court’s determination of such questions. See Stroud, supra, § 12.3, Budden v.
Board of School Comm’rs, 698 N.E.2d 1157, 1160 (Ind. 1998). Therefore, the de
novo standard is employed when appellate courts review questions of whether per-
sonal jurisdiction exists.11
The use of the de novo standard of review for questions of personal jurisdiction is also
supported by cases in other jurisdictions. See, e.g., Latshaw v. Johnston, 167 F.3d 208,
210-11 (5th Cir. 1999); Steel Warehouse v. Leach, 154 F.3d 712, 714 (7th Cir. 1998).
It is worth pausing to distinguish between findings of fact and conclusions
of law in this context. The legal question of whether personal jurisdiction exists
given a set of facts is reviewable de novo. However, the presence of personal ju-
risdiction is based on the existence of jurisdictional facts. When determining these
facts, the trial court is performing its classic fact-finding function, often evaluating
the character and truthfulness of witnesses, and is in a better position to determine
these issues than a reviewing court. For this reason, a trial court’s findings of ju-
risdictional facts are generally reviewed for clear error. See Fidelity Financial,
640 N.E.2d at 396.12 Because the Court of Appeals used the incorrect standard of
review to evaluate the legal issue of whether the trial court had jurisdiction over
Tenet and NME Hospitals, we must now reevaluate those issues.
General Personal Jurisdiction over Tenet. Anthem argues that Tenet’s con-
tacts13 were sufficient to establish general personal jurisdiction over Tenet. Tenet
The trial court may decide the jurisdictional facts using only a paper record, in which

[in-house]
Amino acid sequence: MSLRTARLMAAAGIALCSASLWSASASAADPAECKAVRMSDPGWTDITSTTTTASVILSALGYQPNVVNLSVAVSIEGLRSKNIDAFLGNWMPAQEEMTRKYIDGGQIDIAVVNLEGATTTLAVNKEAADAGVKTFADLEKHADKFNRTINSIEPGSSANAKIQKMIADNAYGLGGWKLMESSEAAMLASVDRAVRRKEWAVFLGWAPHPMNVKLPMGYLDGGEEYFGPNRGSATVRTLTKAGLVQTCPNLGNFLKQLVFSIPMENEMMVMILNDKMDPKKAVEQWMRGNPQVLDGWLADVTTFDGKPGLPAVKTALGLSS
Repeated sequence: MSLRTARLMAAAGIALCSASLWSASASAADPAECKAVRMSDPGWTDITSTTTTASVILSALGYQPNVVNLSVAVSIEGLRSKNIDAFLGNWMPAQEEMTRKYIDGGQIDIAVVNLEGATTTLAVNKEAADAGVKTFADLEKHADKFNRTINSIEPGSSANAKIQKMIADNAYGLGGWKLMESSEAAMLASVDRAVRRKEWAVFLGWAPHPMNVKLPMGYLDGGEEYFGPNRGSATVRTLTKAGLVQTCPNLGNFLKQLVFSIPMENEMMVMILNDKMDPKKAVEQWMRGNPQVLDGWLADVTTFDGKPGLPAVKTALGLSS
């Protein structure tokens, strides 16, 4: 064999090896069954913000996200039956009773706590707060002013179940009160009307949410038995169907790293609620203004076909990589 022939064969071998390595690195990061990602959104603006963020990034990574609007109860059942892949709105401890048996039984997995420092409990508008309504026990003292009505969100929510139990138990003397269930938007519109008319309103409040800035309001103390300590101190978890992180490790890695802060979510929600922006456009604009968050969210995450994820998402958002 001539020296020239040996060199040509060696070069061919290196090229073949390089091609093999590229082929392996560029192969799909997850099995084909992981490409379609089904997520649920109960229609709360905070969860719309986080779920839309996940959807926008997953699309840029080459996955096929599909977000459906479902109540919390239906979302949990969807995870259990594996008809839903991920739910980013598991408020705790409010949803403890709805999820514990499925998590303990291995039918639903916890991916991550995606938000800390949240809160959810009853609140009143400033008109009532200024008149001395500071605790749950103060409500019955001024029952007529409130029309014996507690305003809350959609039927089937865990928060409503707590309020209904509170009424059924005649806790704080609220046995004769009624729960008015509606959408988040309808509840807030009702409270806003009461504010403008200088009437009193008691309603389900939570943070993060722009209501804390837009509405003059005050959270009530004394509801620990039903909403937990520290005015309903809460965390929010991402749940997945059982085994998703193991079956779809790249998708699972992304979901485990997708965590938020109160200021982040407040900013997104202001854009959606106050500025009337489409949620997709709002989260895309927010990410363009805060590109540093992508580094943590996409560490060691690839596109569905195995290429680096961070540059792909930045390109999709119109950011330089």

case it appears that the appellate court is in as good a position as the trial court to deter-
mine the existence of the jurisdictional facts, and should review the trial court’s decision
de novo. Cf. Houser v. State, 678 N.E.2d 95, 98 (Ind. 1997) (“Because both the appellate
and trial courts are reviewing the paper record submitted to the magistrate, there is no
reason for appellate courts to defer to the trial court’s finding that a substantial basis ex-
isted for issuing the warrant.”).
The parties dispute what contacts are relevant in determining the existence of personal
jurisdiction. Tenet claims that only its contacts when the complaint was filed, in Decem-
ber 1995, should count when determining jurisdiction, relying on Klinghoffer v. S.N.C.
responds by placing its contacts into several categories and then discussing how
each category itself is insufficient to establish jurisdiction. Anthem contends that:
(1) Tenet sent employees to Indiana to conduct business with four Indiana psychi-
atric hospitals that were operated by its subsidiaries; (2) Tenet transacted business
with Indiana entities spending $385,000 since 1990; (3) Tenet was involved in a
several million dollar settlement with the State of Indiana; (4) Tenet previously
defended a lawsuit in Indiana; (5) Tenet held itself out as doing business in Indi-
ana through a web page and other business listings; and (6) Tenet had contact with
Indiana regulatory agencies. Tenet disputes jurisdiction by pointing to the fact
that: (1) Tenet is a Nevada corporation with its headquarters in California; (2) it
had no employees in Indiana; (3) it owned no property and held no bank accounts